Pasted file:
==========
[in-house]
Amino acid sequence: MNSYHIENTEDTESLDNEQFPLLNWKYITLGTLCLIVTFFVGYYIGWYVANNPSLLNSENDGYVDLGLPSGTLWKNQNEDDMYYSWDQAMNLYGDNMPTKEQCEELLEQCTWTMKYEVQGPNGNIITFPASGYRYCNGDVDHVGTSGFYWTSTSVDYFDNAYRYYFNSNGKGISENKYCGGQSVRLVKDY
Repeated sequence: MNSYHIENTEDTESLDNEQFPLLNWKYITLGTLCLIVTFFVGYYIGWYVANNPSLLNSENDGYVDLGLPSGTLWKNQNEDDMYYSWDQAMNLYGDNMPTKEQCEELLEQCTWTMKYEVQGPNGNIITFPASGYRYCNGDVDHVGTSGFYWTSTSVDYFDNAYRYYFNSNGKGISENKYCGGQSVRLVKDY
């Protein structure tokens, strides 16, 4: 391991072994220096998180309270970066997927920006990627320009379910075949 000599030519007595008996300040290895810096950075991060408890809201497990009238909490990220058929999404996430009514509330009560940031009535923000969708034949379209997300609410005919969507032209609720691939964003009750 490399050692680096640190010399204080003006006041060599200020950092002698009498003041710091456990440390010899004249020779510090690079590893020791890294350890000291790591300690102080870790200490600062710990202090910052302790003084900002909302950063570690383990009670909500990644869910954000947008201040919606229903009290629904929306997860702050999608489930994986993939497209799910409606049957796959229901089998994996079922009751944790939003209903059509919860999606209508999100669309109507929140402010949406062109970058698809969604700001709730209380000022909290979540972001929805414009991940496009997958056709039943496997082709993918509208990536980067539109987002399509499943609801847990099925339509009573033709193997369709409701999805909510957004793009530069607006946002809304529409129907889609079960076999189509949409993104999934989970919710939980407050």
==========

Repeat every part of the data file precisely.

[in-house]
Amino acid sequence: MNSYHIENTEDTESLDNEQFPLLNWKYITLGTLCLIVTFFVGYYIGWYVANNPSLLNSENDGYVDLGLPSGTLWKNQNEDDMYYSWDQAMNLYGDNMPTKEQCEELLEQCTWTMKYEVQGPNGNIITFPASGYRYCNGDVDHVGTSGFYWTSTSVDYFDNAYRYYFNSNGKGISENKYCGGQSVRLVKDY
Repeated sequence: MNSYHIENTEDTESLDNEQFPLLNWKYITLGTLCLIVTFFVGYYIGWYVANNPSLLNSENDGYVDLGLPSGTLWKNQNEDDMYYSWDQAMNLYGDNMPTKEQCEELLEQCTWTMKYEVQGPNGNIITFPASGYRYCNGDVDHVGTSGFYWTSTSVDYFDNAYRYYFNSNGKGISENKYCGGQSVRLVKDY
């Protein structure tokens, strides 16, 4: 391991072994220096998180309270970066997927920006990627320009379910075949 000599030519007595008996300040290895810096950075991060408890809201497990009238909490990220058929999404996430009514509330009560940031009535923000969708034949379209997300609410005919969507032209609720691939964003009750 490399050692680096640190010399204080003006006041060599200020950092002698009498003041710091456990440390010899004249020779510090690079590893020791890294350890000291790591300690102080870790200490600062710990202090910052302790003084900002909302950063570690383990009670909500990644869910954000947008201040919606229903009290629904929306997860702050999608489930994986993939497209799910409606049957796959229901089998994996079922009751944790939003209903059509919860999606209508999100669309109507929140402010949406062109970058698809969604700001709730209380000022909290979540972001929805414009991940496009997958056709039943496997082709993918509208990536980067539109987002399509499943609801847990099925339509009573033709193997369709409701999805909510957004793009530069607006946002809304529409129907889609079960076999189509949409993104999934989970919710939980407050």